SEP 03, 2018 6:17 PM PDT

Two Genes Found to be Essential to REM Sleep

WRITTEN BY: Carmen Leitch

Sleep is an essential process for animals and is a programmed part of life. We do know a bit about the physiology of sleep; in mammals, there are two major types: rapid eye movement (REM) sleep and non-REM sleep. Our brains are about as active during REM sleep as they are while we’re awake, and we know that a molecule called acetylcholine is present at about the same levels during both wakefulness and REM sleep. But many other molecular characteristics underlying the process remain unknown. New work published in Cell Reports has shed some light on this area, however.

Acetylcholine has been shown to be abundantly available during REM sleep, scientists led by Hiroki Ueda at RIKEN BDR and The University of Tokyo began their investigation with genes that encode for receptors that bind to that molecule. Acetylcholine is a neurotransmitter, which sends signals between neurons. The researchers used CRISPR technology and generated transgenic mice to learn that Chrm1 and Chrm3 are an essential part of how sleep is controlled by the body. The genes encode for receptors that are found in the human cerebral cortex.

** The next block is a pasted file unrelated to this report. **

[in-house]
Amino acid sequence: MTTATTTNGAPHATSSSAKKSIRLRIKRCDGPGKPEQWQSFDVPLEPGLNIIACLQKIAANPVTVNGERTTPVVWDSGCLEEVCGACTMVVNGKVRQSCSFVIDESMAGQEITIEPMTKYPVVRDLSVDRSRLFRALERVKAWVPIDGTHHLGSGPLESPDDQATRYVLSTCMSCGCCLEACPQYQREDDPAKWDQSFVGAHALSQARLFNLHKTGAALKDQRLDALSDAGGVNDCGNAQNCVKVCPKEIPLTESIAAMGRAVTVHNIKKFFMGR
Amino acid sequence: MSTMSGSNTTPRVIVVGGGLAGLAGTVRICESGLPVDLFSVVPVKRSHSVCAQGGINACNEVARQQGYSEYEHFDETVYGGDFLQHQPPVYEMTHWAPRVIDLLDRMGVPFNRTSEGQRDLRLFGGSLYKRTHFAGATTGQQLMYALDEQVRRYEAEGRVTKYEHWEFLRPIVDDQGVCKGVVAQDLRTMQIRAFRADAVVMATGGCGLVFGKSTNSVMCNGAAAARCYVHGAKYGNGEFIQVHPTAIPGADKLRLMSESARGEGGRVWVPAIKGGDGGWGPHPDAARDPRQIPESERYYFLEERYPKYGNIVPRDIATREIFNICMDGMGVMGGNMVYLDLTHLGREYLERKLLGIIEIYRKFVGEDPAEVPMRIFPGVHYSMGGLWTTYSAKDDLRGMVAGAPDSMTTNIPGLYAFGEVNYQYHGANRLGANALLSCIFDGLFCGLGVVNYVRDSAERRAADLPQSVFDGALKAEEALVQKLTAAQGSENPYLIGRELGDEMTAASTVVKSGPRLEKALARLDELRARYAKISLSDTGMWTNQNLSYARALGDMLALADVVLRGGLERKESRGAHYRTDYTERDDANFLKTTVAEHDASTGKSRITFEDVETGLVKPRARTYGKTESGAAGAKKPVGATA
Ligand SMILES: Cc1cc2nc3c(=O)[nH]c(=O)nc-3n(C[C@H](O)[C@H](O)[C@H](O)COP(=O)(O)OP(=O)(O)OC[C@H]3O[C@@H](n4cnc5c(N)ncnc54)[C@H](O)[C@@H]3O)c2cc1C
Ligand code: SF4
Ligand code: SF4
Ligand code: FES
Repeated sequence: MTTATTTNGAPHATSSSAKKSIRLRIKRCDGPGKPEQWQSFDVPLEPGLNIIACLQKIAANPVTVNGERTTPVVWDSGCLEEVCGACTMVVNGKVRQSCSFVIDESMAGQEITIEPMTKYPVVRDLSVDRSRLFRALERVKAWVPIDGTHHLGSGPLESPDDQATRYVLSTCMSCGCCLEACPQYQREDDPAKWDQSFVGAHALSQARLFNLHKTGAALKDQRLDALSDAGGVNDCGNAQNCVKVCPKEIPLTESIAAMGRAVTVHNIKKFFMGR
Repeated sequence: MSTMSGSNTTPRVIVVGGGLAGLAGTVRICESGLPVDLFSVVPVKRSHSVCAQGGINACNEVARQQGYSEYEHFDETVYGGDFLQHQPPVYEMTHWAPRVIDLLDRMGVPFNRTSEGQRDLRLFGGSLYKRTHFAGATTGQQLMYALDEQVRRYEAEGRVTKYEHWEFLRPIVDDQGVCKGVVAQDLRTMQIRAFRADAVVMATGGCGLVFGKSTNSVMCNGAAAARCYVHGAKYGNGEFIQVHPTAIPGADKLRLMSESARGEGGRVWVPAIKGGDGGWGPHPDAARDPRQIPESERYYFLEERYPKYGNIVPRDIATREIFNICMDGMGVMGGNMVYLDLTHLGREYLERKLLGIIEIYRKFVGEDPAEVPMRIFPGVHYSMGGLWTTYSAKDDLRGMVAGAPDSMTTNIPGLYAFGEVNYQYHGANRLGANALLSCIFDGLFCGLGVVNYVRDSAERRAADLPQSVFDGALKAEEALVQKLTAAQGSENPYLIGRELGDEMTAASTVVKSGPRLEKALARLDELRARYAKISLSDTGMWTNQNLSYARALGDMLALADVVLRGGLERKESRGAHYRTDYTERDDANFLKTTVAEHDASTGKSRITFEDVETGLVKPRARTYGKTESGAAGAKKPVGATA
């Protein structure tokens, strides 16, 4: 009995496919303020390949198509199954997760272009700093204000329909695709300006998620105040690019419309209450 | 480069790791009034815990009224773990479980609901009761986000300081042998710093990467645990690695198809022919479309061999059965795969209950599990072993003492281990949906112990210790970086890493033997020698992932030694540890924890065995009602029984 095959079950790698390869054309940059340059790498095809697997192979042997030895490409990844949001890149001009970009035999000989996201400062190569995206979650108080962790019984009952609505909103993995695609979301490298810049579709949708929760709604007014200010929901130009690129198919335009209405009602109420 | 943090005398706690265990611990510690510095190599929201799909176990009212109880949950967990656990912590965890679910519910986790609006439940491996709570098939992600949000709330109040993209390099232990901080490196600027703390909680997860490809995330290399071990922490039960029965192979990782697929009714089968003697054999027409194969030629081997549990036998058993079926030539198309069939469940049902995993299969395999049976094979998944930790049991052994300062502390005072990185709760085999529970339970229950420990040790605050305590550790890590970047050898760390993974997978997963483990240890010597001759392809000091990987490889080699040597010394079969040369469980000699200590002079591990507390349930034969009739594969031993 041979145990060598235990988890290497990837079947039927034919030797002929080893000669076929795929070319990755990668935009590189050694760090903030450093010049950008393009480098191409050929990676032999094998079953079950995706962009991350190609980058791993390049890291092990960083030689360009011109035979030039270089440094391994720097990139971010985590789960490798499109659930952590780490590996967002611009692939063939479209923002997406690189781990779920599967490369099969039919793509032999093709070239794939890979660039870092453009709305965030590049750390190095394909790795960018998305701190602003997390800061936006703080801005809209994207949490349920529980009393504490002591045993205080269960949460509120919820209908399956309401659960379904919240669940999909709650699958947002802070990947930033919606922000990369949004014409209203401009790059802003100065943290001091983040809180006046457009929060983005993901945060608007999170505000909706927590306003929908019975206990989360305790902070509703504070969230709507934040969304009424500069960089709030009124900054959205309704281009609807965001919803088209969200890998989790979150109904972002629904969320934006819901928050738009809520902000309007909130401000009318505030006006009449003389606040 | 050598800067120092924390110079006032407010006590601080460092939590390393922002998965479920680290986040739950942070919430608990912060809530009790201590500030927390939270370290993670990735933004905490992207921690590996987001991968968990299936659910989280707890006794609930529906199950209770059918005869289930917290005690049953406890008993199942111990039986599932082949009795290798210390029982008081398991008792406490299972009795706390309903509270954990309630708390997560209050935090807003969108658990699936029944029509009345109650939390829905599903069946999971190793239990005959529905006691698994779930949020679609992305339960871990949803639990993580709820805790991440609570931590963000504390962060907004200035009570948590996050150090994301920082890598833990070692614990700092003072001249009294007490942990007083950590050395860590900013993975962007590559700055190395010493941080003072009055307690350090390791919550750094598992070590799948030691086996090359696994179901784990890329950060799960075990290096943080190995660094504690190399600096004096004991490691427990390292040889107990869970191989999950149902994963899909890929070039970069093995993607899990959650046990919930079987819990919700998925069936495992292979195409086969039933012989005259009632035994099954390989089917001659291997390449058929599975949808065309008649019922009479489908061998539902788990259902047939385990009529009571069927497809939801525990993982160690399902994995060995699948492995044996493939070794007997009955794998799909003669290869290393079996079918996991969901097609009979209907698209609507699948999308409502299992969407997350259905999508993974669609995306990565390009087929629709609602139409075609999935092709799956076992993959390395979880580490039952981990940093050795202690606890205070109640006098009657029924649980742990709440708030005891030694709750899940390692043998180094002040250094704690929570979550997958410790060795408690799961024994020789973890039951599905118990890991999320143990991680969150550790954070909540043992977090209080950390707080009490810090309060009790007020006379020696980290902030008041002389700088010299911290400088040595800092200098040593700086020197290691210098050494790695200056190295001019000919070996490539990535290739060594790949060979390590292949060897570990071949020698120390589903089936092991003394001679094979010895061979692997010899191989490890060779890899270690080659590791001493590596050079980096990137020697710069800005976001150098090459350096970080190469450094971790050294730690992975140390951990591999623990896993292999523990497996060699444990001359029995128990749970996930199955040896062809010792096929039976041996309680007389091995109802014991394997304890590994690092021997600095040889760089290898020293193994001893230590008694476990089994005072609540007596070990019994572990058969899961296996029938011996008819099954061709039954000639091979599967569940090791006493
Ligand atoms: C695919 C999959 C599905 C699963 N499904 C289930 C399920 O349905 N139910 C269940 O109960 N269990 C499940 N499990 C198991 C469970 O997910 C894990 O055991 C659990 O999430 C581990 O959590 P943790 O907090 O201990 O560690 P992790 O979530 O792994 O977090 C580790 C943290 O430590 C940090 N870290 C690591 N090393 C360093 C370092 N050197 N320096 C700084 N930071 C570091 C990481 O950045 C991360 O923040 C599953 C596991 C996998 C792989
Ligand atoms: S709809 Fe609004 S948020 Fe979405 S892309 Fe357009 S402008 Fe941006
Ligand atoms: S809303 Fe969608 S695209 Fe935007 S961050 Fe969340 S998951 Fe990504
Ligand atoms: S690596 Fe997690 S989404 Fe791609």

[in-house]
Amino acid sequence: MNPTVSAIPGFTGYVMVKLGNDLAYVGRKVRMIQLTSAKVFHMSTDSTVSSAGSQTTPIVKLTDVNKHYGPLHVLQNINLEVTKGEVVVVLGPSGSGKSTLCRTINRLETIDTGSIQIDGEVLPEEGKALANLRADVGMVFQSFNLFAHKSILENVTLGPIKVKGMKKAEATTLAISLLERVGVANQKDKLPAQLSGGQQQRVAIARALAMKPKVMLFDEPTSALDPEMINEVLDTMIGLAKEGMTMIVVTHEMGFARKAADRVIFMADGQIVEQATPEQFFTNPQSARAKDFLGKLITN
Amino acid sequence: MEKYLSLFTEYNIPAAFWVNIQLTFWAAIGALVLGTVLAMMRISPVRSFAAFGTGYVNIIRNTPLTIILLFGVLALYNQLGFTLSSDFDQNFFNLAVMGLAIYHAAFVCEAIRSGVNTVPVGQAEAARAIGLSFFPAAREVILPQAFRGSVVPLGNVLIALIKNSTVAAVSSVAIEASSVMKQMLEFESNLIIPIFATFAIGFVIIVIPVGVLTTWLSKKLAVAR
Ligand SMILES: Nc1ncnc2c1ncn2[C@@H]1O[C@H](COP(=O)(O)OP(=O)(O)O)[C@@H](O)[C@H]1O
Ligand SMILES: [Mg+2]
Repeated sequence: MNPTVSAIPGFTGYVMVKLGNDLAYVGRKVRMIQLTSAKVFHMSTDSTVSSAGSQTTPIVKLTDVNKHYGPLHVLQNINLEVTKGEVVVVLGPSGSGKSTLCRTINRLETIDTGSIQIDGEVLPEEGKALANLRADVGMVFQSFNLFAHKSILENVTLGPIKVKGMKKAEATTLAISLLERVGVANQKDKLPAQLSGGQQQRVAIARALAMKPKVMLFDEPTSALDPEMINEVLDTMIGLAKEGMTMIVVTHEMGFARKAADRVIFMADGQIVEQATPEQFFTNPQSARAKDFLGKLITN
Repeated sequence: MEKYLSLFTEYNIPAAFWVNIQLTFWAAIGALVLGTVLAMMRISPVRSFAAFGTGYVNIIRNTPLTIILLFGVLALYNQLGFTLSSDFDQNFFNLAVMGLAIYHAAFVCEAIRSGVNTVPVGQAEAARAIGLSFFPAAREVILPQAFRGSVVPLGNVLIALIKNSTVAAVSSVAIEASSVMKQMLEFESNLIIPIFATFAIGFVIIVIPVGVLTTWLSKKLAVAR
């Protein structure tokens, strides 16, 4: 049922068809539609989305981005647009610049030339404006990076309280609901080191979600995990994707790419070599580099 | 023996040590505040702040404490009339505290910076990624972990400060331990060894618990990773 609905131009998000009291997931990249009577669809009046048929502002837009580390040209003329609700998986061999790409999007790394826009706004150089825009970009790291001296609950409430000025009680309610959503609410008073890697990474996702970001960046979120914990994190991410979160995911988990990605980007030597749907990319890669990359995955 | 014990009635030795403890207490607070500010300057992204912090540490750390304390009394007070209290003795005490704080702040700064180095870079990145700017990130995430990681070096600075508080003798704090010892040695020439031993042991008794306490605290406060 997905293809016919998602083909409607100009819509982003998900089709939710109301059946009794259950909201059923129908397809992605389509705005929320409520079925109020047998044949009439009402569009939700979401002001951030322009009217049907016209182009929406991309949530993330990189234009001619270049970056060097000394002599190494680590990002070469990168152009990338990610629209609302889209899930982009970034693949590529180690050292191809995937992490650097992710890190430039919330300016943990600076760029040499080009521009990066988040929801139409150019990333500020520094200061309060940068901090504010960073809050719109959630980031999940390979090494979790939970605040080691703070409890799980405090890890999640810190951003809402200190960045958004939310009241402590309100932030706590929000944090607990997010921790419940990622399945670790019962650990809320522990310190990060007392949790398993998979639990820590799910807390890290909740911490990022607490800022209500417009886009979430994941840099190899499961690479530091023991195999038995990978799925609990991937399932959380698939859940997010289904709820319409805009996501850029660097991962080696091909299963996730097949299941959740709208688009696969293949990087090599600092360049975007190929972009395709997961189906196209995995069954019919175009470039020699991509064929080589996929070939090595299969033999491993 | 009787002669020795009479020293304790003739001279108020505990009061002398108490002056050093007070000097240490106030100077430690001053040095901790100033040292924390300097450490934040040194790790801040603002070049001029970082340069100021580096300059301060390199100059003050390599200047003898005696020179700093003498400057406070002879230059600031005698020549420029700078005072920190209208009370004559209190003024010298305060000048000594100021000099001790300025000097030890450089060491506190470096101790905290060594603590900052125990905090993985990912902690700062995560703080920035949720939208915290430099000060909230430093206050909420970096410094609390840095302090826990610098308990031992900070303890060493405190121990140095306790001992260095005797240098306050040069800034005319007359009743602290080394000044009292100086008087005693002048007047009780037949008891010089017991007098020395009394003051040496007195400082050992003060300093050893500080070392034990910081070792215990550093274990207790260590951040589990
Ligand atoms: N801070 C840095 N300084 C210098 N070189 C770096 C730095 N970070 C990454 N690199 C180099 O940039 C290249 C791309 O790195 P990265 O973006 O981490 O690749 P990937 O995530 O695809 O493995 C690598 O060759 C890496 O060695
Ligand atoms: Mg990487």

In mice without the Chrm1 gene, REM sleep was reduced and fragmented. When mice lacked Chrm3, the length of non-REM sleep was reduced. While mice lacking both Chrm1 and Chrm3 were able to survive, they got very little REM sleep.

“The surprising finding that mice are viable despite the almost complete loss of REM sleep will allow us to rigorously verify whether REM sleep plays a crucial role in fundamental biological functions such as learning and memory” noted the co-first author of the report, Yasutaka Niwa.

Based on this work, it seems that these receptors are essential to REM sleep and regulation but in different ways. It will remain to be seen if this work applies exactly to humans.

“The discovery that Chrm1 and Chrm3 play a key role in REM sleep opens the way to studying its underlying cellular and molecular mechanisms and will eventually allow us to define the state of REM sleep, which has been paradoxical and mysterious since its original report,” Ueda added.

Sources: RIKEN, Harvard, The Human Protein Atlas, Cell Reports

About the Author
Bachelor's (BA/BS/Other)
Experienced research scientist and technical expert with authorships on over 30 peer-reviewed publications, traveler to over 70 countries, published photographer and internationally-exhibited painter, volunteer trained in disaster-response, CPR and DV counseling.
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